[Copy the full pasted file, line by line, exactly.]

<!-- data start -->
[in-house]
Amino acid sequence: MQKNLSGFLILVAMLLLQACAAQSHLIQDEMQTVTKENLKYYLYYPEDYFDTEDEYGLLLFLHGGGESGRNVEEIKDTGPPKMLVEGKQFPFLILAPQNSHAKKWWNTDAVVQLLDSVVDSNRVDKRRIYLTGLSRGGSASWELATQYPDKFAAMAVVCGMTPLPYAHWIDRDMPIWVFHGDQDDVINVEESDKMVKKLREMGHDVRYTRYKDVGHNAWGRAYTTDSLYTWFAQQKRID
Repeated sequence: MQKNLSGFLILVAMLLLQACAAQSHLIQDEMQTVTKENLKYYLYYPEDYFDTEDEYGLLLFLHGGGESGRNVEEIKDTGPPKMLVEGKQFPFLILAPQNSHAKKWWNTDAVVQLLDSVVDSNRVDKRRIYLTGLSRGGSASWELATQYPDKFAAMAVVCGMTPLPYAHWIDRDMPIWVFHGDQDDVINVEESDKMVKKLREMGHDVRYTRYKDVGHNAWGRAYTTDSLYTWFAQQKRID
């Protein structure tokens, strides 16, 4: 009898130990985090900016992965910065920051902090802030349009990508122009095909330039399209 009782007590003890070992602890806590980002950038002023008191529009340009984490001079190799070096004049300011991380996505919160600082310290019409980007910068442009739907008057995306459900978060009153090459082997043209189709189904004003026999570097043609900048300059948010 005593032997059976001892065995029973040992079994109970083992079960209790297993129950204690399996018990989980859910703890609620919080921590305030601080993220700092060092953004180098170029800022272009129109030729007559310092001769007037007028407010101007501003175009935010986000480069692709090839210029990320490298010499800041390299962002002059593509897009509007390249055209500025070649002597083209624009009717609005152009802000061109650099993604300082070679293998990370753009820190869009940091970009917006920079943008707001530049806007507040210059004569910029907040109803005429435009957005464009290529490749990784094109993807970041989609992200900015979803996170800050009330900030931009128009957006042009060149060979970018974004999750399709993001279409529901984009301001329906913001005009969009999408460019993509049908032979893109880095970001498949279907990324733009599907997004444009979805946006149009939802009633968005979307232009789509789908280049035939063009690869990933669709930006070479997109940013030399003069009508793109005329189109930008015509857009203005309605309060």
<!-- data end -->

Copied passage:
[in-house]
Amino acid sequence: MQKNLSGFLILVAMLLLQACAAQSHLIQDEMQTVTKENLKYYLYYPEDYFDTEDEYGLLLFLHGGGESGRNVEEIKDTGPPKMLVEGKQFPFLILAPQNSHAKKWWNTDAVVQLLDSVVDSNRVDKRRIYLTGLSRGGSASWELATQYPDKFAAMAVVCGMTPLPYAHWIDRDMPIWVFHGDQDDVINVEESDKMVKKLREMGHDVRYTRYKDVGHNAWGRAYTTDSLYTWFAQQKRID
Repeated sequence: MQKNLSGFLILVAMLLLQACAAQSHLIQDEMQTVTKENLKYYLYYPEDYFDTEDEYGLLLFLHGGGESGRNVEEIKDTGPPKMLVEGKQFPFLILAPQNSHAKKWWNTDAVVQLLDSVVDSNRVDKRRIYLTGLSRGGSASWELATQYPDKFAAMAVVCGMTPLPYAHWIDRDMPIWVFHGDQDDVINVEESDKMVKKLREMGHDVRYTRYKDVGHNAWGRAYTTDSLYTWFAQQKRID
């Protein structure tokens, strides 16, 4: 009898130990985090900016992965910065920051902090802030349009990508122009095909330039399209 009782007590003890070992602890806590980002950038002023008191529009340009984490001079190799070096004049300011991380996505919160600082310290019409980007910068442009739907008057995306459900978060009153090459082997043209189709189904004003026999570097043609900048300059948010 005593032997059976001892065995029973040992079994109970083992079960209790297993129950204690399996018990989980859910703890609620919080921590305030601080993220700092060092953004180098170029800022272009129109030729007559310092001769007037007028407010101007501003175009935010986000480069692709090839210029990320490298010499800041390299962002002059593509897009509007390249055209500025070649002597083209624009009717609005152009802000061109650099993604300082070679293998990370753009820190869009940091970009917006920079943008707001530049806007507040210059004569910029907040109803005429435009957005464009290529490749990784094109993807970041989609992200900015979803996170800050009330900030931009128009957006042009060149060979970018974004999750399709993001279409529901984009301001329906913001005009969009999408460019993509049908032979893109880095970001498949279907990324733009599907997004444009979805946006149009939802009633968005979307232009789509789908280049035939063009690869990933669709930006070479997109940013030399003069009508793109005329189109930008015509857009203005309605309060």